Bankruptcy Exemptions in Ohio

If you file a Chapter 7 case, you can retain protected or “exempt” property.

There is a comprehensive list of property deemed by the Ohio legislature as property people need for a fresh start. Your attorney will know the limitations for each of these categories and whether property you own will fit within an exemption.

Here are the some of the more commonly used Ohio bankruptcy exemptions.


$132,900 of equity in one parcel of real or personal property (home, manufactured, or mobile home) that you or your dependent uses as a residence – 2329.66(A)(1)(a)

To learn more, see The Ohio Homestead Exemption.

Personal Property

$475 of cash on hand or deposit – 2329.66(A)(3)

$3,675 of value in one motor vehicle – 2329.66(A)(2) (To learn more, seeThe Ohio Motor Vehicle Exemption in Bankruptcy.)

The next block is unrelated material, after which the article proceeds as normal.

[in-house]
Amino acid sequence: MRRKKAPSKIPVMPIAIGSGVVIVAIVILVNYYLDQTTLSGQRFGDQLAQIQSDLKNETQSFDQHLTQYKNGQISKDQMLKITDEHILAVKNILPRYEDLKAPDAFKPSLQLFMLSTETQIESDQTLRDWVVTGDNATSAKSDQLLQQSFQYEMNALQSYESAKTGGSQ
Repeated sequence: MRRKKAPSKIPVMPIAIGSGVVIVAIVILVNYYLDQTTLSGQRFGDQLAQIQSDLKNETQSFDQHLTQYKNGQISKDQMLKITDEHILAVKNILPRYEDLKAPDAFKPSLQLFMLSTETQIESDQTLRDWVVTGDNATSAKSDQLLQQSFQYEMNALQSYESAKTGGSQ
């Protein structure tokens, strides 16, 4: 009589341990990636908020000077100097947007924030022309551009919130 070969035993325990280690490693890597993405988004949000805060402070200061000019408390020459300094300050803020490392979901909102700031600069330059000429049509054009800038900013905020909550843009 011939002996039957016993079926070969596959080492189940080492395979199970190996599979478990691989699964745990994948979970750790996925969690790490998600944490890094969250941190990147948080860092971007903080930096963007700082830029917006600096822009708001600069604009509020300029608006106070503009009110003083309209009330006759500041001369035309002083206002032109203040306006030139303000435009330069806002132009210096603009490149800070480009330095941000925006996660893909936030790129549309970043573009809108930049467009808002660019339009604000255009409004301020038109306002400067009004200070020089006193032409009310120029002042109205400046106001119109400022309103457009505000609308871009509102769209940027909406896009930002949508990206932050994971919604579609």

$12,625 of value in household goods, such as furnishings and appliances, up to a value of $575 per individual item – 2329.66(A)(4)(a)

$1,600 of value in jewelry – 2329.66(A)(4)(b)

Interest in one burial lot – 2329.66(A)(8)


Private pensions – 2329.66(A)(10)(b)

Tax exempt retirement accounts, including 401(k), 403(b), and profit-sharing plans – 11 U.S.C. § 522

IRAS and Roth IRAs 2329.66(A)(10)(c)

State teacher retirement system – 3307.41

Public Benefits

Crime victim’s compensation received during 12 months before filing – 2329.66(A)(12)(a); 2743.66(D)

Disability assistance payments – 2329.66(A)(9)(f); 5115.07

Earned income tax credit and child tax credit – 2329.66(A)(9)(g)

Unemployment compensation benefits – 2329.66(A)(9)(c)

Vocational rehabilitation benefits – 2329.66(A)(9)(a); 3304.19

Workers’ compensation benefits – 2329.66(A)(9)(b)

Wildcard (a general catch all provision)

$1,250 of value in any property – 2329.66(A)(18)


Spousal or child support, to the extent reasonably necessary for support – 2329.66(A)(10)(b)

Tools of the Trade

$2,400 of value in implements, books, and tools of your trade, occupation, or business


529 savings plans – 2329.66(A((10)(e)

Leave a Reply